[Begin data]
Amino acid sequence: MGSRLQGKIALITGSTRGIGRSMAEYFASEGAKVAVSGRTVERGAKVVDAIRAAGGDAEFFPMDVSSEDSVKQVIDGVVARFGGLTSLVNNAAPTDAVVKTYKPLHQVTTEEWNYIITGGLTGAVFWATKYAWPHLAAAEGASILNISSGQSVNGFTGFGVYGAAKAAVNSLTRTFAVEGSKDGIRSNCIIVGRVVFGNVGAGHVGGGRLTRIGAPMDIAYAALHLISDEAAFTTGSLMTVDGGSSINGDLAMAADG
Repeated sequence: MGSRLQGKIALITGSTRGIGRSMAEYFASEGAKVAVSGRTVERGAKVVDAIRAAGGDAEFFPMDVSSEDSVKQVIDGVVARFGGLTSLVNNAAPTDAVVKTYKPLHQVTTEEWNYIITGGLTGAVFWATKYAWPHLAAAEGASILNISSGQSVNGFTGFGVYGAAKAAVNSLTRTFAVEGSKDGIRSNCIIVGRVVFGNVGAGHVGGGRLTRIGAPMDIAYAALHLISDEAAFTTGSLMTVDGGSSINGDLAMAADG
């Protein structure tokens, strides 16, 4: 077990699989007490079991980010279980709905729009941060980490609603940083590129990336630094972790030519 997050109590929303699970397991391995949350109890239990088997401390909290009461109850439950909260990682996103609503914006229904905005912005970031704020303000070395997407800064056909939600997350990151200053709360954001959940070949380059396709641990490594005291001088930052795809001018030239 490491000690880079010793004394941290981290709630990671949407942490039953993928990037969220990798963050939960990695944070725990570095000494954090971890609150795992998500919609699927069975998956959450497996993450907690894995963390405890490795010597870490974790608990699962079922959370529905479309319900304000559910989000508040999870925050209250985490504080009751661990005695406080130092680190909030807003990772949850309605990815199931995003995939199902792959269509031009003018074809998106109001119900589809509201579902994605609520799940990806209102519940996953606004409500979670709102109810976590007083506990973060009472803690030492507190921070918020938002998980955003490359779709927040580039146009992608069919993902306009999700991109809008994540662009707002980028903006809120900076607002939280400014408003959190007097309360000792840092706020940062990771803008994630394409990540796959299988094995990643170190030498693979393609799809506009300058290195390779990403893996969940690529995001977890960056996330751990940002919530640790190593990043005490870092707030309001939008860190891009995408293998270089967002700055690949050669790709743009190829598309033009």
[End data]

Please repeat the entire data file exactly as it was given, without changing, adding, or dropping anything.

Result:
Amino acid sequence: MGSRLQGKIALITGSTRGIGRSMAEYFASEGAKVAVSGRTVERGAKVVDAIRAAGGDAEFFPMDVSSEDSVKQVIDGVVARFGGLTSLVNNAAPTDAVVKTYKPLHQVTTEEWNYIITGGLTGAVFWATKYAWPHLAAAEGASILNISSGQSVNGFTGFGVYGAAKAAVNSLTRTFAVEGSKDGIRSNCIIVGRVVFGNVGAGHVGGGRLTRIGAPMDIAYAALHLISDEAAFTTGSLMTVDGGSSINGDLAMAADG
Repeated sequence: MGSRLQGKIALITGSTRGIGRSMAEYFASEGAKVAVSGRTVERGAKVVDAIRAAGGDAEFFPMDVSSEDSVKQVIDGVVARFGGLTSLVNNAAPTDAVVKTYKPLHQVTTEEWNYIITGGLTGAVFWATKYAWPHLAAAEGASILNISSGQSVNGFTGFGVYGAAKAAVNSLTRTFAVEGSKDGIRSNCIIVGRVVFGNVGAGHVGGGRLTRIGAPMDIAYAALHLISDEAAFTTGSLMTVDGGSSINGDLAMAADG
């Protein structure tokens, strides 16, 4: 077990699989007490079991980010279980709905729009941060980490609603940083590129990336630094972790030519 997050109590929303699970397991391995949350109890239990088997401390909290009461109850439950909260990682996103609503914006229904905005912005970031704020303000070395997407800064056909939600997350990151200053709360954001959940070949380059396709641990490594005291001088930052795809001018030239 490491000690880079010793004394941290981290709630990671949407942490039953993928990037969220990798963050939960990695944070725990570095000494954090971890609150795992998500919609699927069975998956959450497996993450907690894995963390405890490795010597870490974790608990699962079922959370529905479309319900304000559910989000508040999870925050209250985490504080009751661990005695406080130092680190909030807003990772949850309605990815199931995003995939199902792959269509031009003018074809998106109001119900589809509201579902994605609520799940990806209102519940996953606004409500979670709102109810976590007083506990973060009472803690030492507190921070918020938002998980955003490359779709927040580039146009992608069919993902306009999700991109809008994540662009707002980028903006809120900076607002939280400014408003959190007097309360000792840092706020940062990771803008994630394409990540796959299988094995990643170190030498693979393609799809506009300058290195390779990403893996969940690529995001977890960056996330751990940002919530640790190593990043005490870092707030309001939008860190891009995408293998270089967002700055690949050669790709743009190829598309033009």